Bahamasair commits to bringing ‘every Bahamian home’

Despite the ongoing threat of the coronavirus (COVID-19), Bahamasair Chairman Tommy Turnquest said the airline will continue to fly into the United States until “every Bahamian who should be home, is home”.

Turnquest admitted there has been a slowdown in bookings, with the airline managing a load factor of less than 30 travelers on outbound flights to Miami and Fort Lauderdale yesterday.

“I don’t want to give you the booking numbers because there’s been a variance on the booking numbers on both sides. We’re finding that persons are just coming to the airport and saying ‘I’d like to go home’ and we accommodate them. And so, while we may book a small number, sometimes we have a larger number,” he told reporters during a press conference at the Bahamasair hangar at Lynden Pindling International Airport yesterday.

“To give you an example, yesterday out of Fort Lauderdale, we brought back on the jet 110 passengers. With regards to Orlando, this morning we left shortly after 11 a.m. on a 737 and we had 43 passengers going into Orlando.

“We’re not sure the demographics on those flights, whether they’re Bahamians trying to get home. Because we’re noticing that the numbers coming here are higher than the numbers going out. So we believe that there are Bahamians around the world that are trying to get home. And while we’ll be governed by the Ministry of Health and the government, we are minded to continue until we bring all Bahamians that need to be home, home.”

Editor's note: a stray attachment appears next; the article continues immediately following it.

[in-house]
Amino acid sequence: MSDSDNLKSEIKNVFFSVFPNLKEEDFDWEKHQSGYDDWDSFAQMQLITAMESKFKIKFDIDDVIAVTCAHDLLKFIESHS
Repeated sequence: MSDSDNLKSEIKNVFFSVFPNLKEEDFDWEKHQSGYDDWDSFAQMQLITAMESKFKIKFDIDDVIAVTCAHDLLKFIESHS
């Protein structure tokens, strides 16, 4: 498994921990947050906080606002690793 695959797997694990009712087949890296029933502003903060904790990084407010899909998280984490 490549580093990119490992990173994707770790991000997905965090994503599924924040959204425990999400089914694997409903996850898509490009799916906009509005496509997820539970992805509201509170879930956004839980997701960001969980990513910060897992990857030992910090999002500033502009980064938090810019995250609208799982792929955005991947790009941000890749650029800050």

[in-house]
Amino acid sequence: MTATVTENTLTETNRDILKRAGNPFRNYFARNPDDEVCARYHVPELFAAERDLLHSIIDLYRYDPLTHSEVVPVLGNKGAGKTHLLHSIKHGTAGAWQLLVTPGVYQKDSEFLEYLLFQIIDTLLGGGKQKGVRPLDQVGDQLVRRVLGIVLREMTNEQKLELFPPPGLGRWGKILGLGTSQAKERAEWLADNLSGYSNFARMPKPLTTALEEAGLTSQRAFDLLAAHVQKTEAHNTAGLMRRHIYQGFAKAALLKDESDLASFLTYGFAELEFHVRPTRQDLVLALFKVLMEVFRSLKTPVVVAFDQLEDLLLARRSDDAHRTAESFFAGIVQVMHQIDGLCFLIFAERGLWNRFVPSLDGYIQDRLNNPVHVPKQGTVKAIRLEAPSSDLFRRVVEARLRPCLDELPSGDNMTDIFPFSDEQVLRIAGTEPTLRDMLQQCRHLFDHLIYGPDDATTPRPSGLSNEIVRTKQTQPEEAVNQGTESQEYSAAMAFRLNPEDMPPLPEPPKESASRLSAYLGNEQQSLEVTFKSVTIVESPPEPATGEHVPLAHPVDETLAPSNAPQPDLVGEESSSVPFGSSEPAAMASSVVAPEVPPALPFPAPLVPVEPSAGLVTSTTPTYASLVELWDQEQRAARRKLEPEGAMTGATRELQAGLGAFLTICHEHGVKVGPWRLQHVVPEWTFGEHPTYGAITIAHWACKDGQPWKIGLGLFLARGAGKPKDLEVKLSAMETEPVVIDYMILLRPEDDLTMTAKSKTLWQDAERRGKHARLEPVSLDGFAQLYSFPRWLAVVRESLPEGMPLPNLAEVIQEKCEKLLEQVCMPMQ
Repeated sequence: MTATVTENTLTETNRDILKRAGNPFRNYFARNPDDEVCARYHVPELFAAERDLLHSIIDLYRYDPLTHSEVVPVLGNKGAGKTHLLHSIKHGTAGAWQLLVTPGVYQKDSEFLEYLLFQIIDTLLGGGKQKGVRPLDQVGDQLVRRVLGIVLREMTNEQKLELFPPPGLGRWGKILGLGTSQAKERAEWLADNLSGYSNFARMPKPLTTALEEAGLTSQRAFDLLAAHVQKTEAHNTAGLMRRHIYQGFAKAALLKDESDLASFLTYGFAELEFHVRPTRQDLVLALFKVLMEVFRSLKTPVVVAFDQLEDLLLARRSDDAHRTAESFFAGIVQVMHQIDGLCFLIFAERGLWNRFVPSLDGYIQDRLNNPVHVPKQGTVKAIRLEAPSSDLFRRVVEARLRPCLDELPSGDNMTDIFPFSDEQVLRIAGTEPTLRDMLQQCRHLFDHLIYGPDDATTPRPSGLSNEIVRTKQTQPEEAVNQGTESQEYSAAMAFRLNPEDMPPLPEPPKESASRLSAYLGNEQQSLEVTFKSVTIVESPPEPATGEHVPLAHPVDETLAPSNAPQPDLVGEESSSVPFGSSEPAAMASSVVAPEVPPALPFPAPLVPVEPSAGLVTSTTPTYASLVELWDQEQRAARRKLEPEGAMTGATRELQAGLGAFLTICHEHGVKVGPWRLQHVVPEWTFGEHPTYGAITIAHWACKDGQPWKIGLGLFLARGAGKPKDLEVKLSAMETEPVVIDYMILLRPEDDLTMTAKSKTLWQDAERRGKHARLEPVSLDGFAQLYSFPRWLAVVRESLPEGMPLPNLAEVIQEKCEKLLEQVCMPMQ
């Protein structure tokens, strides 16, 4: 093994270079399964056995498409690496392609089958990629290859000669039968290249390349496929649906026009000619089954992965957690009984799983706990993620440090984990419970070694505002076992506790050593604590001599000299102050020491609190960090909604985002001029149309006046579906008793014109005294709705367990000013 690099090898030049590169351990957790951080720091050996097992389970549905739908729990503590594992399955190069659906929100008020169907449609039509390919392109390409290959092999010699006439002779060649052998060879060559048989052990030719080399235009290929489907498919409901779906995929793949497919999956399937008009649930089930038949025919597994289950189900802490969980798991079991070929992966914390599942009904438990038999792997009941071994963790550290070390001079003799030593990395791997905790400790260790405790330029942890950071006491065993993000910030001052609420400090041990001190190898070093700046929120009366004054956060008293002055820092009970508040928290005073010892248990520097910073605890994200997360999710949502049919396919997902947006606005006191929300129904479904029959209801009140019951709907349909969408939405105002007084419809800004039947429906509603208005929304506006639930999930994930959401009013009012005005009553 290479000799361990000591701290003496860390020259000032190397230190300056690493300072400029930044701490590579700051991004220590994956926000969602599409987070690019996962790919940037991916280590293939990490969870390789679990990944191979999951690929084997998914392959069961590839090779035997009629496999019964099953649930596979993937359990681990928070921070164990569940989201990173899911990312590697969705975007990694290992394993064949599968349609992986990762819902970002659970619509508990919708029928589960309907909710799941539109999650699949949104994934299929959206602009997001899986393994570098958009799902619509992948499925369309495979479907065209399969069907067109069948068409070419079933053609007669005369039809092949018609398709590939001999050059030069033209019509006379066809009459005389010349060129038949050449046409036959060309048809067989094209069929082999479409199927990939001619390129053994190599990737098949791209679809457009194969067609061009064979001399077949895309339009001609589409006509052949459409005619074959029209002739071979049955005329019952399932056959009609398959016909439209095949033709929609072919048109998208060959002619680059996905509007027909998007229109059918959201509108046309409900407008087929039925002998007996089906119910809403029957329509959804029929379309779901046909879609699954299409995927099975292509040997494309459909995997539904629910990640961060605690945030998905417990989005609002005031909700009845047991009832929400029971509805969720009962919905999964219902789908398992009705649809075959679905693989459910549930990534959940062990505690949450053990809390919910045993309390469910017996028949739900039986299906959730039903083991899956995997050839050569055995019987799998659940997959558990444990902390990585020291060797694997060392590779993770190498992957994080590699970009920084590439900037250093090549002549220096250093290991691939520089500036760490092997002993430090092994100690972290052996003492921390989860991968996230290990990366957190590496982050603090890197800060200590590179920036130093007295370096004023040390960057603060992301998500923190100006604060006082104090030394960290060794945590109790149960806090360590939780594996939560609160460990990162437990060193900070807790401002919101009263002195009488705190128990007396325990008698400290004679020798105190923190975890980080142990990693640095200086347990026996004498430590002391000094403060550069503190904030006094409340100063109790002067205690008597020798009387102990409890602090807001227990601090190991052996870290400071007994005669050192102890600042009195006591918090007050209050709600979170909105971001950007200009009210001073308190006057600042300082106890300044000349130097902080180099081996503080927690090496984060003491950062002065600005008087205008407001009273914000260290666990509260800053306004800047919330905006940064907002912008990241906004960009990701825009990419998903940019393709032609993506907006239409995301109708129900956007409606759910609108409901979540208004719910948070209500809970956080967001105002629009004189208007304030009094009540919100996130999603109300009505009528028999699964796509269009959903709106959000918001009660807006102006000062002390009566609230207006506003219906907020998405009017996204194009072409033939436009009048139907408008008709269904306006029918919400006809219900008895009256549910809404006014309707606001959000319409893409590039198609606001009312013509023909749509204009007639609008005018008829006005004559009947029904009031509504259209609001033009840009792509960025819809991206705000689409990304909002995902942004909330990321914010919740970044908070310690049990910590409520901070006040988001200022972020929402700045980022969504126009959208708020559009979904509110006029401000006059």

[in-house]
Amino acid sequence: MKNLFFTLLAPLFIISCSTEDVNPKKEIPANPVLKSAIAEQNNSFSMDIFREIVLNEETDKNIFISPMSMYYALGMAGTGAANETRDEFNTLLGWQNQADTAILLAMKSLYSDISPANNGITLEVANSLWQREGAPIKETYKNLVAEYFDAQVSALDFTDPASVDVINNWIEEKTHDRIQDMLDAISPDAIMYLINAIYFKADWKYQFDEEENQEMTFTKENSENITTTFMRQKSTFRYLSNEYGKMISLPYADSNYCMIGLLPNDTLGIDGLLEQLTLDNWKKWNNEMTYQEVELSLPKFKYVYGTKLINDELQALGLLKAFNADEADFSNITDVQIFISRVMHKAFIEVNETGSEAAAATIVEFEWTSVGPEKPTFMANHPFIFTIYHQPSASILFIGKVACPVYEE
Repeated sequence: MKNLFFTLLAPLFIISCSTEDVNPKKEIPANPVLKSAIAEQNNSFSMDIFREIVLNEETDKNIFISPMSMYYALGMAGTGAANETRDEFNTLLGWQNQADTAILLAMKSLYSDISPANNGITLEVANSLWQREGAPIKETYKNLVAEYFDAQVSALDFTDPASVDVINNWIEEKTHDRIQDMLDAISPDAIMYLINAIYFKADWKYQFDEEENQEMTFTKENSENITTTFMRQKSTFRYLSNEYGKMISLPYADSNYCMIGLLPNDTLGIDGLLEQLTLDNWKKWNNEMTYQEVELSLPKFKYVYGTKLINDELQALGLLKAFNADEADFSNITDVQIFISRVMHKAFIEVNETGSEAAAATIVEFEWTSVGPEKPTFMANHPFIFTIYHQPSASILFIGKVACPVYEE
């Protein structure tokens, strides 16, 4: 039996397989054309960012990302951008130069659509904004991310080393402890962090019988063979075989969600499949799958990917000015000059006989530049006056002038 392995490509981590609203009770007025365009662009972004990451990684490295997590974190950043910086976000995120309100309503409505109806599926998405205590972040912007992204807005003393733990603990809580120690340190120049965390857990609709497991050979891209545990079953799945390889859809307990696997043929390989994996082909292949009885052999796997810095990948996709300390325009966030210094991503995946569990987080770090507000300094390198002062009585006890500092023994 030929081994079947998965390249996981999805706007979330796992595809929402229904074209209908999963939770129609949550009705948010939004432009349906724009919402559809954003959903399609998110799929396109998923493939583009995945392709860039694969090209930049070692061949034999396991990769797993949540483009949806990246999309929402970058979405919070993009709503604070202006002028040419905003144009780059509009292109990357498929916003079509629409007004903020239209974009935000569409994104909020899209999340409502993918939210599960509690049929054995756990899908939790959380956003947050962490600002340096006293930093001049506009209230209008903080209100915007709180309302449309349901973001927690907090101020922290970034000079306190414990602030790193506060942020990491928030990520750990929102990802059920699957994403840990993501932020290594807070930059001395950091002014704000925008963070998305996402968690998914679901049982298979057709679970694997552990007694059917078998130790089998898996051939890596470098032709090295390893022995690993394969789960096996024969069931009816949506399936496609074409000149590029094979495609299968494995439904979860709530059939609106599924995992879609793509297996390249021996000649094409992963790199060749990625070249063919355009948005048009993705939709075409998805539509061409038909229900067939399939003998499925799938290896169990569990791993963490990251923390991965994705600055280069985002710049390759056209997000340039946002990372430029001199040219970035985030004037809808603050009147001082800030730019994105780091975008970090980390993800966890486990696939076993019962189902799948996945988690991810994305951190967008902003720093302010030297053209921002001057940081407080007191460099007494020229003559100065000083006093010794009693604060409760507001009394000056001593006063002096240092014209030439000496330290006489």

Bahamasair gave members of the media a tour of one of its aircraft to demonstrate the extensive cleaning and sanitization process it has undertaken in the wake of the global coronavirus pandemic.

While the United States hasn’t closed its borders to The Bahamas – and vice versa The Bahamas as not closed its border to the U.S. – President Donald Trump has encouraged Americans not to travel, as that nation tries to contain the highly infectious respiratory disease.

“We’re hearing of the president and other senior officials in the United States telling their citizens not to travel, so we have to monitor that. But the majority of Bahamians overseas can drive to Miami, or can drive to Fort Lauderdale, or drive to Orlando and want to come home. We want to make sure that we bring them home. If they have to be quarantined when they’re home then that’s a different matter, but then at least they’re home,” Turnquest said.

“We are very concerned about our frontline staff, the customer service agents, the cabin attendants, the flight crew and those who handle the baggage and other parts.

“It is still a very fluid situation that we are monitoring on a daily basis. We have a COVID-19 task force that has been established and the executive committee of Bahamasair is monitoring that. We’re monitoring it on a daily basis… but we do want to assure the travelling public that we’re doing everything to maintain the safety of the traveling public and the safety of our employees.”

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Paige McCartney

Paige joined The Nassau Guardian in 2010 as a television news reporter and anchor. She has covered countless political and social events that have impacted the lives of Bahamians and changed the trajectory of The Bahamas. Paige started working as a business reporter in August 2016. Education: Palm Beach Atlantic University in 2006 with a BA in Radio and Television News

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